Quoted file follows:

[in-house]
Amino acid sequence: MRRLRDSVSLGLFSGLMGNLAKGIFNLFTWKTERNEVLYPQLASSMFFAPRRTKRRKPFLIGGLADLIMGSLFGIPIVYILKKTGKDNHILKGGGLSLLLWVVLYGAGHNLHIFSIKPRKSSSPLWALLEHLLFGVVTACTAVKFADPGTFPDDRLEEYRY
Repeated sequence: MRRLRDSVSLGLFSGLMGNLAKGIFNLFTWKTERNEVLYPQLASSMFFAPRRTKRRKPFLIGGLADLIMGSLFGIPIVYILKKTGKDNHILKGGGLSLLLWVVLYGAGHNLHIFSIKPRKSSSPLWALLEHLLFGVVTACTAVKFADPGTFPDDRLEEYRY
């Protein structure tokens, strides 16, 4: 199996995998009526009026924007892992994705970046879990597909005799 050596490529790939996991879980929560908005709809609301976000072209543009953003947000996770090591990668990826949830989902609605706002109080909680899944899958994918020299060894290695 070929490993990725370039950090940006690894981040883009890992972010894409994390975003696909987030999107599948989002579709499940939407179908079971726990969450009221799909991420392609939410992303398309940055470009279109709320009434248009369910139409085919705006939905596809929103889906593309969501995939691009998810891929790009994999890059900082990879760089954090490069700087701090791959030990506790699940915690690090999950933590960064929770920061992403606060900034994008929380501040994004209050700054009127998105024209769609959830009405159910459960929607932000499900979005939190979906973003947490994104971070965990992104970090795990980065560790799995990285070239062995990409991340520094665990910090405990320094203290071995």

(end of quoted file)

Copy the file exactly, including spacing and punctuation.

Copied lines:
[in-house]
Amino acid sequence: MRRLRDSVSLGLFSGLMGNLAKGIFNLFTWKTERNEVLYPQLASSMFFAPRRTKRRKPFLIGGLADLIMGSLFGIPIVYILKKTGKDNHILKGGGLSLLLWVVLYGAGHNLHIFSIKPRKSSSPLWALLEHLLFGVVTACTAVKFADPGTFPDDRLEEYRY
Repeated sequence: MRRLRDSVSLGLFSGLMGNLAKGIFNLFTWKTERNEVLYPQLASSMFFAPRRTKRRKPFLIGGLADLIMGSLFGIPIVYILKKTGKDNHILKGGGLSLLLWVVLYGAGHNLHIFSIKPRKSSSPLWALLEHLLFGVVTACTAVKFADPGTFPDDRLEEYRY
């Protein structure tokens, strides 16, 4: 199996995998009526009026924007892992994705970046879990597909005799 050596490529790939996991879980929560908005709809609301976000072209543009953003947000996770090591990668990826949830989902609605706002109080909680899944899958994918020299060894290695 070929490993990725370039950090940006690894981040883009890992972010894409994390975003696909987030999107599948989002579709499940939407179908079971726990969450009221799909991420392609939410992303398309940055470009279109709320009434248009369910139409085919705006939905596809929103889906593309969501995939691009998810891929790009994999890059900082990879760089954090490069700087701090791959030990506790699940915690690090999950933590960064929770920061992403606060900034994008929380501040994004209050700054009127998105024209769609959830009405159910459960929607932000499900979005939190979906973003947490994104971070965990992104970090795990980065560790799995990285070239062995990409991340520094665990910090405990320094203290071995």